Monday, 21 January 2013

Anna, daughter of Phanuel

I have been reading up on Candlemas (Feb 2) today, a feast I particularly love because one of the blessing prayers mentions the bees.  I am a bit afraid of bees, actually, but I think it is great fun when they are mentioned in church, especially in a solemn way, in Latin.

The Gospel reading is about the purification of Our Lady (after childbirth) and the presentation of Our Lord. It mentions an elderly man and an elderly widow, and although the elderly man composed the Nunc Dimittis on the spot, it is Anna who interests me today.

According to Luke, Anna lived with her husband for seven years before she was widowed.  I don't know why Anna was living in the temple; maybe her husband or her father  had some kind of important temple connection. (Off the top of my head, I would guess it was her father, as Anna is known as the Daughter of Phanuel, not the Widow of Somebody Else.) But at any rate, Anna lived there, praying and fasting, until at least the age of 84.

Now, if Anna married at 14, which would have been perfectly normal for those days, this means she was widowed at 21 and stayed a widow for at least the next fifty-nine years. Presumably she could have married again, but presumably she didn't want to. She was happy in the temple, praying and fasting and doing whatever it may have been that women who lived in the temple were expected to do, and after fifty-nine years of temple living, met Baby Jesus.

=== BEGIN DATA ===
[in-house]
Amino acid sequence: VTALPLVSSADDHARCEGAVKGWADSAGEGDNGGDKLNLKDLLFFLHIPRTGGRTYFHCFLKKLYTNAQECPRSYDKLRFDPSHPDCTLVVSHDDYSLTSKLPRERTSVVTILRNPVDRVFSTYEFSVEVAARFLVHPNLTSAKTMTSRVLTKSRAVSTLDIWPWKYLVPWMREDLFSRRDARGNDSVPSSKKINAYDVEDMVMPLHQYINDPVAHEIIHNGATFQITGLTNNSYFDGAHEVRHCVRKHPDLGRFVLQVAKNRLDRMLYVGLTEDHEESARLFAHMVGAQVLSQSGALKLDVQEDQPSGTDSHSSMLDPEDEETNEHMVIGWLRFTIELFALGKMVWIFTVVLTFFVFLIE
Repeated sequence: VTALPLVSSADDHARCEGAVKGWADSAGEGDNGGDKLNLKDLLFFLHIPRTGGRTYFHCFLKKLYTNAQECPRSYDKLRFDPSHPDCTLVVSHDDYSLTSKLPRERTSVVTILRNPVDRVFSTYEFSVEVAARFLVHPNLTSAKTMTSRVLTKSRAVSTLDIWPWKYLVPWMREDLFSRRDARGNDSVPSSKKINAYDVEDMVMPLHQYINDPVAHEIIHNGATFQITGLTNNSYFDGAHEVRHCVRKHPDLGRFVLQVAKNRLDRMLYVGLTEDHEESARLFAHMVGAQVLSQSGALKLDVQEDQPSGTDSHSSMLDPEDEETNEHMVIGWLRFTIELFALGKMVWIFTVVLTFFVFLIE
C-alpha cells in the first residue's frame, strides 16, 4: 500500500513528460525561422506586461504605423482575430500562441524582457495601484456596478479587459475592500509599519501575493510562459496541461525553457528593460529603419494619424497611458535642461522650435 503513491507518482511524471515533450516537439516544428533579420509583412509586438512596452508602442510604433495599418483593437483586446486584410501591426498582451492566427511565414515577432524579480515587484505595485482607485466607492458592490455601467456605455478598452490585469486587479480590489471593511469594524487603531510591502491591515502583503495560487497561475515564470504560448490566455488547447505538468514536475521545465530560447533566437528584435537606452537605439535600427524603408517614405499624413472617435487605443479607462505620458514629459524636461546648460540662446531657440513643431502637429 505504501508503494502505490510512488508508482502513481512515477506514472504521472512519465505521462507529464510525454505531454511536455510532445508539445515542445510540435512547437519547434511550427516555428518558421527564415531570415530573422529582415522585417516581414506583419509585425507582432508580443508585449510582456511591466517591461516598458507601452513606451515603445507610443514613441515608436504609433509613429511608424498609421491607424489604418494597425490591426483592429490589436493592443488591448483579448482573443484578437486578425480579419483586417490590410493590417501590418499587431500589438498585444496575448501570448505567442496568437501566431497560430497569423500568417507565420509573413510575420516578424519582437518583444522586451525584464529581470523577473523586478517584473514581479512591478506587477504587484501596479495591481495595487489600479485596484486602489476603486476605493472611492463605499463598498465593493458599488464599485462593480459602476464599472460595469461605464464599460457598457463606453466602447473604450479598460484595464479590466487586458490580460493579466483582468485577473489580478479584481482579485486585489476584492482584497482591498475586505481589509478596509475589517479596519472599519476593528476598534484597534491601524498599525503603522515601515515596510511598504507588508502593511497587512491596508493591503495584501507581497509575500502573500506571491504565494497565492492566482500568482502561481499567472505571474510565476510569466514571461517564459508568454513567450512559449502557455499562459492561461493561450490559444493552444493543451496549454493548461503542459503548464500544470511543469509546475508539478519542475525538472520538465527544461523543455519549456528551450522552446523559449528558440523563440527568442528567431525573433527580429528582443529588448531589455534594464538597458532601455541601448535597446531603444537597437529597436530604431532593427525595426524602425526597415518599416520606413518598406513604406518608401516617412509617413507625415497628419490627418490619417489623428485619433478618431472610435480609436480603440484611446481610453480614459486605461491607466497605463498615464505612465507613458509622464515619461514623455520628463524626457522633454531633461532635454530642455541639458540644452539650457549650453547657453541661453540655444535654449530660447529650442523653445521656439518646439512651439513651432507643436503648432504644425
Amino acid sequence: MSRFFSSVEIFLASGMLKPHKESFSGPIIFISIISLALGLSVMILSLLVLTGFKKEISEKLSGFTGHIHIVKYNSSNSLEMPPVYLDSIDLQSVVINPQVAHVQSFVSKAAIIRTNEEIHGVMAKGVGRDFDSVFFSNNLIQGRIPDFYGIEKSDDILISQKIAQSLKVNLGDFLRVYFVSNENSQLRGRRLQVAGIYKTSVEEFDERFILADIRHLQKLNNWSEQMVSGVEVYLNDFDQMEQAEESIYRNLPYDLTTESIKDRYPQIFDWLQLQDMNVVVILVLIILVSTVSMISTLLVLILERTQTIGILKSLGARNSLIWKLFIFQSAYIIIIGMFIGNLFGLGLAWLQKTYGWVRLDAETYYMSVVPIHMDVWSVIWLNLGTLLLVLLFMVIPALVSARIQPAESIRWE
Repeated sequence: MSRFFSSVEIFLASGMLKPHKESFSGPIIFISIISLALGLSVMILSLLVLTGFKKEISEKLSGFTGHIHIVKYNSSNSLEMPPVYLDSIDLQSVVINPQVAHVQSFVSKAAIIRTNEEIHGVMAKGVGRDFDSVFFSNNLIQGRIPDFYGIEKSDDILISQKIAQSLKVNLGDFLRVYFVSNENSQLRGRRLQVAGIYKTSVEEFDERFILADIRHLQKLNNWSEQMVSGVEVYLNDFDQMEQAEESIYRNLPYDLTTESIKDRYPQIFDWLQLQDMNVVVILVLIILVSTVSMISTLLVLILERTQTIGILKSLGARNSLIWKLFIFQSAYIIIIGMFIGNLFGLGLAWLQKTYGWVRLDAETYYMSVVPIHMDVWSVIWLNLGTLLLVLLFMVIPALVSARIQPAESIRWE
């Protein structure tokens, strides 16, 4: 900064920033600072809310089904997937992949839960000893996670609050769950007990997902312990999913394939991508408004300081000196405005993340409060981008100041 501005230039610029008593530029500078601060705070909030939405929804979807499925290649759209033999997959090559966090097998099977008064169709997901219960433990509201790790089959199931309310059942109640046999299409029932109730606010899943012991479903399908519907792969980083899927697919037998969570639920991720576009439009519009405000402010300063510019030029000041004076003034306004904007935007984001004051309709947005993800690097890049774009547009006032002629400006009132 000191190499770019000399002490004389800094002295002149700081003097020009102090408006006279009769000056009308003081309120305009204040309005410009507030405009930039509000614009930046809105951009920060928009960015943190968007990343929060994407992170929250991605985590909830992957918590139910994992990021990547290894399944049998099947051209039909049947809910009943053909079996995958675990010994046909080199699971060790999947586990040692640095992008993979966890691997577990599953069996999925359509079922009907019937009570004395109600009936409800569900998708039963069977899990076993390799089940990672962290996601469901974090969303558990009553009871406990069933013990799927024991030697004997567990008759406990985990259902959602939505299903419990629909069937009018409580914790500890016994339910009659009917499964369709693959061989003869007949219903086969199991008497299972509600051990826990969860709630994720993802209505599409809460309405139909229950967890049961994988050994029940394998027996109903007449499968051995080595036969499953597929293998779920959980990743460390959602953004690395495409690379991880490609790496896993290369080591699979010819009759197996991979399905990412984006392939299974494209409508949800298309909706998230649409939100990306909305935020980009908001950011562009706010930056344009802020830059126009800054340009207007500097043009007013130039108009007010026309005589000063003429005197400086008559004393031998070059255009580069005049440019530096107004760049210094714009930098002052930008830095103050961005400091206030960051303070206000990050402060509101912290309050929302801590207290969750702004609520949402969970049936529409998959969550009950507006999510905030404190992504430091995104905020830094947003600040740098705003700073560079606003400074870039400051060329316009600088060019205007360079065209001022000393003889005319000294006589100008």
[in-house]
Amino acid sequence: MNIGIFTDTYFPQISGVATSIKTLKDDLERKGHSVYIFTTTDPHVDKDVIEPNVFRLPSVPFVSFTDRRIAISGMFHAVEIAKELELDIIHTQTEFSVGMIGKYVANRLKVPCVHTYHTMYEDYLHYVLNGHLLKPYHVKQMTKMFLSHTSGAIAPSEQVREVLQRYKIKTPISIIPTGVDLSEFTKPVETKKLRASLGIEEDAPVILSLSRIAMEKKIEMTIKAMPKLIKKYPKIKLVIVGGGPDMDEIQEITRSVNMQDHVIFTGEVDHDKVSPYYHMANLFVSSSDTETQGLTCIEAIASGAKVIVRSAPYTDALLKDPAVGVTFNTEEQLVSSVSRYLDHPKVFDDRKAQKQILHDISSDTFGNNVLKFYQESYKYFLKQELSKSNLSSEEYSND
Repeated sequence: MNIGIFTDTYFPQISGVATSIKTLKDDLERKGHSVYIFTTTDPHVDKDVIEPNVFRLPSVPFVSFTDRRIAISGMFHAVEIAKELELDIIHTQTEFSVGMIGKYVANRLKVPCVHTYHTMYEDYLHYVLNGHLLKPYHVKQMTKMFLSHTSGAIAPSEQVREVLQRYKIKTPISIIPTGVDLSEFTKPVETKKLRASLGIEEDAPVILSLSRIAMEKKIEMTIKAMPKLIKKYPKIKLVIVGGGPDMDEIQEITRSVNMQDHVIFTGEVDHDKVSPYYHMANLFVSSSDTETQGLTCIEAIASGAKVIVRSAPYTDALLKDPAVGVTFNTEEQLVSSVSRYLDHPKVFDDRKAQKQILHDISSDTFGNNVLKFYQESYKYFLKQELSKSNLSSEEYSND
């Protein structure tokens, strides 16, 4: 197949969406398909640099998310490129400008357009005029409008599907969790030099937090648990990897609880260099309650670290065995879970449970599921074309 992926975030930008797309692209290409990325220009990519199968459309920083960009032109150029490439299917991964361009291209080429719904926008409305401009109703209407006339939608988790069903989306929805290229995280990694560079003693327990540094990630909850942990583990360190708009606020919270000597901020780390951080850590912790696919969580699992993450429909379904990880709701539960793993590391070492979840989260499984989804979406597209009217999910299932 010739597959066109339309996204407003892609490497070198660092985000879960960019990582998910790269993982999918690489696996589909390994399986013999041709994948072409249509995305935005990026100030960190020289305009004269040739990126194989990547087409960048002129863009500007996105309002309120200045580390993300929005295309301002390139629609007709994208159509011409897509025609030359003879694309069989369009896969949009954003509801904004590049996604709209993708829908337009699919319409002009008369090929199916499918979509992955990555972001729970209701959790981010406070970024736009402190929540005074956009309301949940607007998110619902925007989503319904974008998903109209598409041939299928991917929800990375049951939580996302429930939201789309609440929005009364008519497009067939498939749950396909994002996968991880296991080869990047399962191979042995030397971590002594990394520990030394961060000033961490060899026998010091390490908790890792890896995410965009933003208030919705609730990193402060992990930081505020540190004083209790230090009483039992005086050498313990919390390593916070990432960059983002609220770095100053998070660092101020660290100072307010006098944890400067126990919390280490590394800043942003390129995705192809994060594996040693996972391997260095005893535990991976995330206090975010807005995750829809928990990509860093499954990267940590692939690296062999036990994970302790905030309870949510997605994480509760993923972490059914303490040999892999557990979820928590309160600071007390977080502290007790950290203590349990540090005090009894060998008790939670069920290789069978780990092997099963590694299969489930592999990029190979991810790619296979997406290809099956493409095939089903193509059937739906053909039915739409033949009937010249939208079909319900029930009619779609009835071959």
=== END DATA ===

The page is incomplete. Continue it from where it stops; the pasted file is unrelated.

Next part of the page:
That's pretty neat, if you ask me. It's amazing how little space Anna's story has in the Gospel, given its hold on our imaginations. Anna, daughter of Phanuel, tribe of Asher. Widow, aged 87. Married 7 years. Never left temple, worshiped, prayed, fasted. Came to Presentation/Purification ceremony. Recognized Jesus for who He was. Praised and preached. The end--or the beginning, really. Now Anna is one of the most famous women who ever was, for the Bible is the most widely read book there ever has been. More importantly, of course, she got to see Jesus before she died, as an actual baby. Maybe she was allowed to hold him and bounce him up and down. Wouldn't you love to do that?

Anna seems like a serious and single-hearted woman, not given to mourning over what-could-have-been and feeling sorry for herself or envying women with children or any of the temptations adult women give into every day. Those fifty-nine years of  life, though pious, couldn't have been dull. They must have been lived in joyful expectation of something great to come, and lo and behold, He did!


Catholic Bibliophagist said...

Nice post.

Looking at the labels for it, I decided to click on the one for "Widowhood" (since I am a widow), and was delighted to reread the post about your grandmother here:

I'm still trying to figure out the widowhood thing, so the post was a bit of a buck-you-up-o. (I've been a widow for seven years, but I guess I'm a slow learner.)


Seraphic said...

It's her birthday today, too! :-D

Eowyn said...

It's my grandmother's birthday today too! Hooray for grandmothers!

And thank you for that beautiful reflection on Anna, it was lovely to read :)

MaryJane said...

Lovely reflection - thanks!